So, after almost 7 months with no answers, he finally seems to be doing better. My new job at the vet office has it's perks, I get a pretty solid discount on products, procedures and diagnostics. I have plans to fully x-ray his legs in February (something that we didn't do before because we couldn't keep him consistently lame enough to block, and therefore had no idea where to even begin x-raying.) but in the mean time, he seems to be pretty sound (knocks on wood.) I've been extra slow to bring him back into work, and extra cautious to take care of his legs afterwards.

And clearly, he's feeling well enough to spook and buck, because that's exactly what he did when he threw me off. I lunged him lightly before riding him, which was uneventful. In fact, he seemed lazy. Eager to work, but he offered nothing to me on the lunge line. In fact, our first few minutes of riding were very uneventful. He put his head down once for a little hopping thing, but that was all. His trot work, though limited, was beautiful, with his head stretching down and his neck arched. He was pushing forward and reaching through the bridle. I  was just starting a celebration in my mind, dancing around in my head and rejoicing, thinking to myself my god he remembers!! 

And then it happened. So quickly that by the time I realized what was starting, there was no stopping it. We trotted through a corner to the left (having already trotted and cantered to the right)  and I asked for canter. He went once stride and his head suddenly cocked to the outside, I saw the white of his right eyeball, and thought oh shit.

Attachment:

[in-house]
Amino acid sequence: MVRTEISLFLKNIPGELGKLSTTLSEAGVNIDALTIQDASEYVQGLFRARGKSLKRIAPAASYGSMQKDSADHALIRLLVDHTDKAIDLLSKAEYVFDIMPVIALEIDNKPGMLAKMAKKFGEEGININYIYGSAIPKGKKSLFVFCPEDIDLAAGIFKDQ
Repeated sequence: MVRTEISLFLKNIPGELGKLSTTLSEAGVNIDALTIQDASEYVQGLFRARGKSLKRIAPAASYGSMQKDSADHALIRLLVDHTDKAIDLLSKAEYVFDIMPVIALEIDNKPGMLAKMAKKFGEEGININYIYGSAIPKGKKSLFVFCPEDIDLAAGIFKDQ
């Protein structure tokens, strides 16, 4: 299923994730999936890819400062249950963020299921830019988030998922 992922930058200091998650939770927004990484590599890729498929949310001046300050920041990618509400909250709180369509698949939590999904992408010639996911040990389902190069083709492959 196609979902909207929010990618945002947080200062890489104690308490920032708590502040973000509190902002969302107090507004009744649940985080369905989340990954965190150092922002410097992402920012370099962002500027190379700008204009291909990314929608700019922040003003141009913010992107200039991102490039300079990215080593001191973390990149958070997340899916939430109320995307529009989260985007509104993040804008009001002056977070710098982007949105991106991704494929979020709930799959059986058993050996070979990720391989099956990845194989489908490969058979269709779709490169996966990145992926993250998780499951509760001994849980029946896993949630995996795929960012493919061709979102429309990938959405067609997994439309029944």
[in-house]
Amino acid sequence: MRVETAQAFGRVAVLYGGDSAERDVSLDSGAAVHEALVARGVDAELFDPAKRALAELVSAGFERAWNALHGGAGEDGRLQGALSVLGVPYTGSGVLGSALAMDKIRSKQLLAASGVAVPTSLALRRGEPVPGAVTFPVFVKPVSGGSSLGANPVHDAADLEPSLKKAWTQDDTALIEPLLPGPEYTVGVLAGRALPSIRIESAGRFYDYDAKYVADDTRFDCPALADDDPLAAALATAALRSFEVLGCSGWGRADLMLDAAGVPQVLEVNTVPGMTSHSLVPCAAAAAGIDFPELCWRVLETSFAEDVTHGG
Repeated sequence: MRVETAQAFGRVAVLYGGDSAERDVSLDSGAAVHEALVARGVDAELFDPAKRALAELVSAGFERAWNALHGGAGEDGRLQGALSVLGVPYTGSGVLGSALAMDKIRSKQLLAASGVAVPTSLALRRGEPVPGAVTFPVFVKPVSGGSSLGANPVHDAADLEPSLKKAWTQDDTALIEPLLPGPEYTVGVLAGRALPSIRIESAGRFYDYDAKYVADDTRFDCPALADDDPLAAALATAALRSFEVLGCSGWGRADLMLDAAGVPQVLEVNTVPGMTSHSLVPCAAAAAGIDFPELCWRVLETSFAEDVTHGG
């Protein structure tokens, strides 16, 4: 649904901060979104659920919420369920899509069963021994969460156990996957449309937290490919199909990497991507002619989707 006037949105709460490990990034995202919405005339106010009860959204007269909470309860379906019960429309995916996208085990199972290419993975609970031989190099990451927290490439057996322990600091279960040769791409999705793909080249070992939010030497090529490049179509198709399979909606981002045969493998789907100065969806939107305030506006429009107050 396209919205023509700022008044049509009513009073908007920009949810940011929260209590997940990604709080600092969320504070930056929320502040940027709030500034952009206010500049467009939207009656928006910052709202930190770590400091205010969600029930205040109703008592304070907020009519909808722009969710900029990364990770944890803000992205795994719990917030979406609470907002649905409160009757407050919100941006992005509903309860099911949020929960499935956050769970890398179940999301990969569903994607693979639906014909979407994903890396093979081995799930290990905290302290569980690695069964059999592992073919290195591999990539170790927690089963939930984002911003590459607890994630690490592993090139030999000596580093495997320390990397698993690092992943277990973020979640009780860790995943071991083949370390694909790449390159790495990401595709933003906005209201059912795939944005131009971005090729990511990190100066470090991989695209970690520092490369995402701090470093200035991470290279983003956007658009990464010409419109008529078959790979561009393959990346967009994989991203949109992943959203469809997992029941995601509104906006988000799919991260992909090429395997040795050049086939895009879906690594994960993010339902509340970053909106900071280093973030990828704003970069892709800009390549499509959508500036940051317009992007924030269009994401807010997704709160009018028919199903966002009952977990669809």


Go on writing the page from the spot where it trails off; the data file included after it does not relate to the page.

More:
He EXPLODED. One huge buck which almost unseated me. He never bucks, not with his hind legs actually. His usual M.O. is to drop his head all the way to the ground and leap up and down in the air with his shoulders, but in all reality, the hind legs never really come up. This time, they did. He bucked so high that he almost unseated me, but that wasn't the bad part. When his hind legs came back down to the ground, he dug in like a racehorse and bolted. Not a scoot, not a spook, a bolt. A flat out, head down, dead run back for the barn. I dug my heels down and pulled up against the reins. It was like pulling against a rock, I had absolutely nothing. I pulled the left rein in an attempt to circle him...nothing. It was probably one of the scariest two seconds of my life, because I literally had no control of him and he was headed straight for the small pathway that runs between the barn and the semi-trailer that we store our hay in. I had a split second where I thought to myself, jesus christ...this is going to be bad.
As we neared the edge of the arena I made one final feeble attempt to pull him up, hailing back on his mouth as hard as I could. Cool, in response, threw his head down and leapt into a series of bucks that would make a rodeo bronc proud, front legs leaping off the ground and then hind legs extending in a buck that rippled through his body like a wave, tossing you backwards first, and then snapping you forward towards his neck. I think that I sat threw at least three of them, each time finding it harder and harder to keep myself in the tack. I was clinging to the side of him, only two more strides from the corner of the barn.